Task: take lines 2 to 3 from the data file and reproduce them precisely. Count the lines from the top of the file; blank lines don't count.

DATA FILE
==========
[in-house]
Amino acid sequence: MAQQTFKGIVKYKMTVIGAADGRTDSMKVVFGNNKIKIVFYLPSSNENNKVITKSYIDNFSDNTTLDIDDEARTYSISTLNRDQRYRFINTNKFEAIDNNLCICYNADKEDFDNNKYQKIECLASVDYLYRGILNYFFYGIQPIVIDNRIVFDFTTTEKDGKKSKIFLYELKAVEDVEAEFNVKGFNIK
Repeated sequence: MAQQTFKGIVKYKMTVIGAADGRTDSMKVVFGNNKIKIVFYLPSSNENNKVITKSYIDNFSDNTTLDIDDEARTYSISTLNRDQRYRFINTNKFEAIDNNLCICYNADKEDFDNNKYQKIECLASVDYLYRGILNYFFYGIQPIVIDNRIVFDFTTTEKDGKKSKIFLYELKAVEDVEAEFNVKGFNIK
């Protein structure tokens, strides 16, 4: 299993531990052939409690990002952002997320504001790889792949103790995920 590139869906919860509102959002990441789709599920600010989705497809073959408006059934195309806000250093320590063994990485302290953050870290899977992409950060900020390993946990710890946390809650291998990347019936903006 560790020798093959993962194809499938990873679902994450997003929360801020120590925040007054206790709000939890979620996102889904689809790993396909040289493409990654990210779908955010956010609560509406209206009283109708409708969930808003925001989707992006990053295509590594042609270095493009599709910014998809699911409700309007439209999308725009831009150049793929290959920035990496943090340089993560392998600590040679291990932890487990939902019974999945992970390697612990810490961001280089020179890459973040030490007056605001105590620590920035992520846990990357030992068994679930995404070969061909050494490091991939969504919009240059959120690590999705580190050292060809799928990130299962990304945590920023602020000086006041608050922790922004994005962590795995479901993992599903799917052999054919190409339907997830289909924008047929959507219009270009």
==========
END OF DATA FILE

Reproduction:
Amino acid sequence: MAQQTFKGIVKYKMTVIGAADGRTDSMKVVFGNNKIKIVFYLPSSNENNKVITKSYIDNFSDNTTLDIDDEARTYSISTLNRDQRYRFINTNKFEAIDNNLCICYNADKEDFDNNKYQKIECLASVDYLYRGILNYFFYGIQPIVIDNRIVFDFTTTEKDGKKSKIFLYELKAVEDVEAEFNVKGFNIK
Repeated sequence: MAQQTFKGIVKYKMTVIGAADGRTDSMKVVFGNNKIKIVFYLPSSNENNKVITKSYIDNFSDNTTLDIDDEARTYSISTLNRDQRYRFINTNKFEAIDNNLCICYNADKEDFDNNKYQKIECLASVDYLYRGILNYFFYGIQPIVIDNRIVFDFTTTEKDGKKSKIFLYELKAVEDVEAEFNVKGFNIK